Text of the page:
Fables of John Gay (somewhat altered).
Our friend Dan Prior had, you know, A tale exactly a propos ; Name a town life — and, in a trice, He had a story of two mice. Once upon a time (so runs the fable) A country mouse — right hospitable — Received a town mouse at his board, Just as a farmer might a lord. A frugal mouse upon the whole, Yet loved his friend, and had a soul; Knew what was handsome, and would do 't On just occasion coute qui coute. He brought him bacon nothing lean, Pudding that might have pleased a Dean ; Cheese, such as men of Suffolk make, But wished it Stilton for his sake. Yet to his guest by no means sparing, He munched himself the rind and paring. Our courtier scarce could touch a bit, But showed his breeding and his wit, And did his best to seem to eat — And said : " I vow you're mighty neat ; But, my dear friend, this savage scene! — I pray you come and live with men. Consider mice, like men, must die ; Then crop the rosy hours that fly." The veriest hermit in the nation May yield, all know, to strong temptation : Away they went, through thick and thin, To a tall house near Lincoln's Inn. The moonbeam fell upon the wall, And tipped with silver roof and all, — Palladian walls, Venetian doors, Grotesco roofs and stucco floors ; And, let it in one word be said, The moon was up — the men abed — The guests withdrawn had left, though late, When down the mice sat tete a tete. Our courtier walks from dish to dish, And tastes of flesh, and fowl, and fish ; Tells all their names, lays down the law, " Que ca est bon ! Ah, goutez ca ! That jelly's rich, this malmsey's healing, Pray dip your whiskers and your tail in ! " Was ever such a happy swain — He stuffs, and sips, and stuffs again ! " I'm quite ashamed— 'tis mighty rude To eat so much— all is so good." But as he spoke, bounce from the hall Bushed chaplain, butler, dogs, and all. Oh! for the heart of Homer's mice Or gods, to save them in a trice ; It was by miracle they think, For Roman stucco has no chink. " But, please your honour," said the peasant, " This same dessert is not so pleasant : Give me again my hollow tree, A crust of bread, and liberty ! "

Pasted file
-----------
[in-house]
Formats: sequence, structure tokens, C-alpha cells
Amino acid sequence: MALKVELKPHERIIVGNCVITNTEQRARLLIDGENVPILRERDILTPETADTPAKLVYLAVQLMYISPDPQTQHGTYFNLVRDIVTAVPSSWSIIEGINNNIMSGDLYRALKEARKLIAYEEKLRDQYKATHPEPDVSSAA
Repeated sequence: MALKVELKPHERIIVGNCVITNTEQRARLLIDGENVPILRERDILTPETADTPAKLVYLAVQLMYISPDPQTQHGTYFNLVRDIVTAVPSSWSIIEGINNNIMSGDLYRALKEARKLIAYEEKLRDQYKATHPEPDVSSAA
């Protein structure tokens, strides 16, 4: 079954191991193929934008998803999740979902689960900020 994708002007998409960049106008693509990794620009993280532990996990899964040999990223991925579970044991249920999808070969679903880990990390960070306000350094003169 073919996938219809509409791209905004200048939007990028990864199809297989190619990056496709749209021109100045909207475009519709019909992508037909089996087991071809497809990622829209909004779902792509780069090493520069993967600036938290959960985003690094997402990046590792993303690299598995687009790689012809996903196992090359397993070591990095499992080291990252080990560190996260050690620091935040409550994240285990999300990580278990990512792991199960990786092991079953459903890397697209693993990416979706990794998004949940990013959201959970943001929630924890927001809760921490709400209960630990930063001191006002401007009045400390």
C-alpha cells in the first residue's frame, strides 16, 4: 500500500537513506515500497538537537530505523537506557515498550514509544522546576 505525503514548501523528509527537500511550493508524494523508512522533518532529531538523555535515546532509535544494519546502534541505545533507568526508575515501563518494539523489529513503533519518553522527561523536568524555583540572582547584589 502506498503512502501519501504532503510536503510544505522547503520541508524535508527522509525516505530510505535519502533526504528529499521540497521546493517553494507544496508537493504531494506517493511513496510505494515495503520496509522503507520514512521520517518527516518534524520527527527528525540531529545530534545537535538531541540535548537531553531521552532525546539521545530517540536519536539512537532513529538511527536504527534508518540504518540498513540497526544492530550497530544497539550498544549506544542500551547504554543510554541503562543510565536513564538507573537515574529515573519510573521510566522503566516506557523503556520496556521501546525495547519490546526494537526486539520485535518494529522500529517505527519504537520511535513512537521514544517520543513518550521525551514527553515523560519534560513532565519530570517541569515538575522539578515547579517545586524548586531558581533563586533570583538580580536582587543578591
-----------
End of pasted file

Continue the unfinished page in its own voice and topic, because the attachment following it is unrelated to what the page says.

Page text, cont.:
John Benson Rose
William Clowes and sons
borrows from Alexander Pope (43) which makes it very similar to (34) and (44) which also borrow from this version